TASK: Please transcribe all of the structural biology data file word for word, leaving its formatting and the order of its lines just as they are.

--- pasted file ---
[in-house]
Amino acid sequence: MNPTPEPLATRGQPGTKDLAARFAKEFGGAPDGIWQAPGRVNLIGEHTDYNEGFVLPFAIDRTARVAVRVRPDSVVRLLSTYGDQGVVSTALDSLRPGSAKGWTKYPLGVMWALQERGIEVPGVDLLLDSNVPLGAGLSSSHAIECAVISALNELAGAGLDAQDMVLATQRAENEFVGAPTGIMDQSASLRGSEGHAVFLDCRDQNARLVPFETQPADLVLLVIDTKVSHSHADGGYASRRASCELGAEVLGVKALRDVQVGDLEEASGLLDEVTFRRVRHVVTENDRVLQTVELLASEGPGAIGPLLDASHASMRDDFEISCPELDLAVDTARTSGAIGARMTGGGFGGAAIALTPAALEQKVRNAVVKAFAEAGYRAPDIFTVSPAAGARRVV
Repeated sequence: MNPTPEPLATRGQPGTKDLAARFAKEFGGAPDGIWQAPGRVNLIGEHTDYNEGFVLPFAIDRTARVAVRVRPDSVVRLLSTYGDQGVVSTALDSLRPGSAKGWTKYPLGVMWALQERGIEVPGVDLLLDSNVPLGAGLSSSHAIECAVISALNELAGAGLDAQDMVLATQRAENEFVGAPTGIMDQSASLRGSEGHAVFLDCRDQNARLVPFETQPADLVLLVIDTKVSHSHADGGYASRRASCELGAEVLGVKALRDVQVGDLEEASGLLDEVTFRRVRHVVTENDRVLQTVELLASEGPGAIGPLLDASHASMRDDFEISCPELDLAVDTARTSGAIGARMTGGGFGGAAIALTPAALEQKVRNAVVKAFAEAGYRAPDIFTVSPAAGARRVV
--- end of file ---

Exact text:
[in-house]
Amino acid sequence: MNPTPEPLATRGQPGTKDLAARFAKEFGGAPDGIWQAPGRVNLIGEHTDYNEGFVLPFAIDRTARVAVRVRPDSVVRLLSTYGDQGVVSTALDSLRPGSAKGWTKYPLGVMWALQERGIEVPGVDLLLDSNVPLGAGLSSSHAIECAVISALNELAGAGLDAQDMVLATQRAENEFVGAPTGIMDQSASLRGSEGHAVFLDCRDQNARLVPFETQPADLVLLVIDTKVSHSHADGGYASRRASCELGAEVLGVKALRDVQVGDLEEASGLLDEVTFRRVRHVVTENDRVLQTVELLASEGPGAIGPLLDASHASMRDDFEISCPELDLAVDTARTSGAIGARMTGGGFGGAAIALTPAALEQKVRNAVVKAFAEAGYRAPDIFTVSPAAGARRVV
Repeated sequence: MNPTPEPLATRGQPGTKDLAARFAKEFGGAPDGIWQAPGRVNLIGEHTDYNEGFVLPFAIDRTARVAVRVRPDSVVRLLSTYGDQGVVSTALDSLRPGSAKGWTKYPLGVMWALQERGIEVPGVDLLLDSNVPLGAGLSSSHAIECAVISALNELAGAGLDAQDMVLATQRAENEFVGAPTGIMDQSASLRGSEGHAVFLDCRDQNARLVPFETQPADLVLLVIDTKVSHSHADGGYASRRASCELGAEVLGVKALRDVQVGDLEEASGLLDEVTFRRVRHVVTENDRVLQTVELLASEGPGAIGPLLDASHASMRDDFEISCPELDLAVDTARTSGAIGARMTGGGFGGAAIALTPAALEQKVRNAVVKAFAEAGYRAPDIFTVSPAAGARRVV